Wirral Walks - West Kirby Dunes Walk
Let's go for a walk!
Well, almost... Looking at photographs is hardly the same as experiencing a place for yourself, but it can be a good starting point.
So pull on your imaginary hiking boots and walk along the beach at West Kirby, Wirral, until you see the steep steps created up the side of the sand dunes. Up there, you can hear the low rumble of the Irish Sea, the lyrical fluting of skylarks and the occasional expletive from the golf course just over the wire mesh fence.
As you pass over the lofty summit of the grass-covered dunes, you'll have a sweeping view of the beach - with its horse-riders, sand-yachters and kite-flyers and the distant sails of surf-boarders and apprentice sailers scooting along the marina - and on the horizon you'll see the three small islands of Little Eye, Middle Eye and Hilbre.
You'll see butterflies and moths, which help feed the vast flocks of migrating birds - and you will not miss the midges. They're very thorough and like to closely investigate every passer-by.
Map showing Sand Dunes between West Kirby and Hoylake.
Red Rocks Marshes
Red Rocks at Hoylake
A Novel set in Hoylake!
Dark Urban Fantasy Novel set in Hoylake & West Kirby!
The location shown in the photos on this page is the setting for Rowan: An Artisan-Sorcerer Story.
About the novel:-
"Rowan lives with secrets. His family know nothing of his life after his mother banished him from the family home. Rowan is attracted to the handsome and vivacious Aiden, a member of Morgan Gruffudd's secretive community of artisan-sorcerers. But blackmail threatens to destroy the new life Rowan has been building. People are dying - and Rowan is caught in the middle of a secret war."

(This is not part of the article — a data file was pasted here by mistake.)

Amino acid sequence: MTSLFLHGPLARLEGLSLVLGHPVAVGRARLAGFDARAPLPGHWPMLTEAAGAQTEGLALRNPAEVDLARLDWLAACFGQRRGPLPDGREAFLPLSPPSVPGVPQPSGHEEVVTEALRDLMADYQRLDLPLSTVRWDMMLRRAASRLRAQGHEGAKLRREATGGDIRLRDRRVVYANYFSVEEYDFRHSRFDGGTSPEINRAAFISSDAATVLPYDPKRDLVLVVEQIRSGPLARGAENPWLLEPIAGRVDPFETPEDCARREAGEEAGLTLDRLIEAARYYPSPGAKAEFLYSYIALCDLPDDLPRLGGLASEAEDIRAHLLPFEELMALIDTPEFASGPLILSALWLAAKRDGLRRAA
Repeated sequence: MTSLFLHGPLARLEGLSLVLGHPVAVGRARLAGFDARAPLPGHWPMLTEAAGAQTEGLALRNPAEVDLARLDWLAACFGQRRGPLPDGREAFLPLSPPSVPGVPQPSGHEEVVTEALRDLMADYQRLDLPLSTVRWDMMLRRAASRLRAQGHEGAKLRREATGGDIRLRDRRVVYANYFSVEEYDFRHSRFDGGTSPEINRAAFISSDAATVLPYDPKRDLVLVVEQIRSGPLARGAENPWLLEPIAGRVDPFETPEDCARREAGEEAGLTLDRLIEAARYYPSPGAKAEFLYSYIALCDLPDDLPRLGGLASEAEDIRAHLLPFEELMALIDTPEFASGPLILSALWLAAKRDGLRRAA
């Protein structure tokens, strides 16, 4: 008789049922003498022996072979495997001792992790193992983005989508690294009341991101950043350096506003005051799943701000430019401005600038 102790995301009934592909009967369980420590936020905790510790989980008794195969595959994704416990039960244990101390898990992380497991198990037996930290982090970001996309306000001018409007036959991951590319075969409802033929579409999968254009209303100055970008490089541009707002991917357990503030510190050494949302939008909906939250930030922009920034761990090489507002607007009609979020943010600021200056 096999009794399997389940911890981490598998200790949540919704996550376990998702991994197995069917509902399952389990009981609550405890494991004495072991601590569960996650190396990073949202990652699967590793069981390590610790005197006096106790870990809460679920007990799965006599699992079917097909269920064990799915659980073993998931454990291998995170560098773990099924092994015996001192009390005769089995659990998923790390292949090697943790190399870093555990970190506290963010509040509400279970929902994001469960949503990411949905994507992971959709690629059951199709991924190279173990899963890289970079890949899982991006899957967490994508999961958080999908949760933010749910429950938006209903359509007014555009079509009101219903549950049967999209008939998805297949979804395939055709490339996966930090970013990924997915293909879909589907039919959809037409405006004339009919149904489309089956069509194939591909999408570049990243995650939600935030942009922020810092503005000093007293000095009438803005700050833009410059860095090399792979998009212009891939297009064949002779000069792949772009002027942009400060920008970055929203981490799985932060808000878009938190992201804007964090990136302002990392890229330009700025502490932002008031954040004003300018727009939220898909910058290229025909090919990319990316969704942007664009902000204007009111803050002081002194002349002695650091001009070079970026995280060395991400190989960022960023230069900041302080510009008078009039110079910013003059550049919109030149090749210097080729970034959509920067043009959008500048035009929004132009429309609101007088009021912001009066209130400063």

This book forms part of a series which can be read in any order, and the main character Rowan meets Aiden while sitting on a bench on West Kirby promenade, overlooking the beach. Rowan lives in Hoylake, and often walks along the boardwalk or out to the three islands, Little Eye, Middle Eye and Hilbre Island.
Another scene takes place at Thurstaston beach, which is just along the coast.
The area is popular with bird watchers, sail-boaders, kite-flyers and golfers - the Royal Liverpool golfing facilities are very close by, and another gold course runs alongside the boardwalk parallel to the beach. There are also two sailing clubs in West Kirby, and the marina is often used to host various sailing classes and competitions.
The Route from Red Rocks to West Kirby
Natterjack Toad Sanctuary
Protecting the Environment
Thousands of migrating birds rely on the Dee Estuary for food and rest. Others make their homes amongst the dense reed beds of the marshes. and some of these build their nests on the ground.
Visitors are asked to be aware of this and not ride horses through or close to the flocks, or allow their dogs (or kids) to wade through the marsh ponds. There are plenty of places further along the beach where dogs (or kids or adults) can paddle and hurtle around.
Bird-spotters are also reminded to keep to the tracks. Yup, the rules apply to them, too, despite what some of them assume. Honest.
Another visitor to be aware of is the surreptitious canoodler. These are occasionally stumbled upon in the sand dunes and are best ignored. These visitors are reminded that litter bins are provided at either end of the beach, and that draping their discarded paraphernalia over the nearest frond of reed grass hardly constitutes keeping Britain tidy.
Wirral Greetings Cards from Spooky Cute Designs
- Spooky Cute Designs
Discover a hufe range of gifts at Spooky Cute Designs.
Journey's End - At West Kirby, Looking towards Hoylake.
- West Kirby Walk
The beach wraps around the Wirral peninsula like a sandy collar stretching some twenty-five miles in length...
- Adele's Garden
The garden was a wild tangle of waist-high grasses, weeds, brambles and mare's tail when my husband and I bought our home on the Wirral peninsula in 2000.
- Sandlea Park
Tucked away between Grange Road/Meols Drive and Dee Lane in West Kirby is a small but picturesque oasis of trees, shrubs and formal gardens.
© 2009 Adele Cosgrove-Bray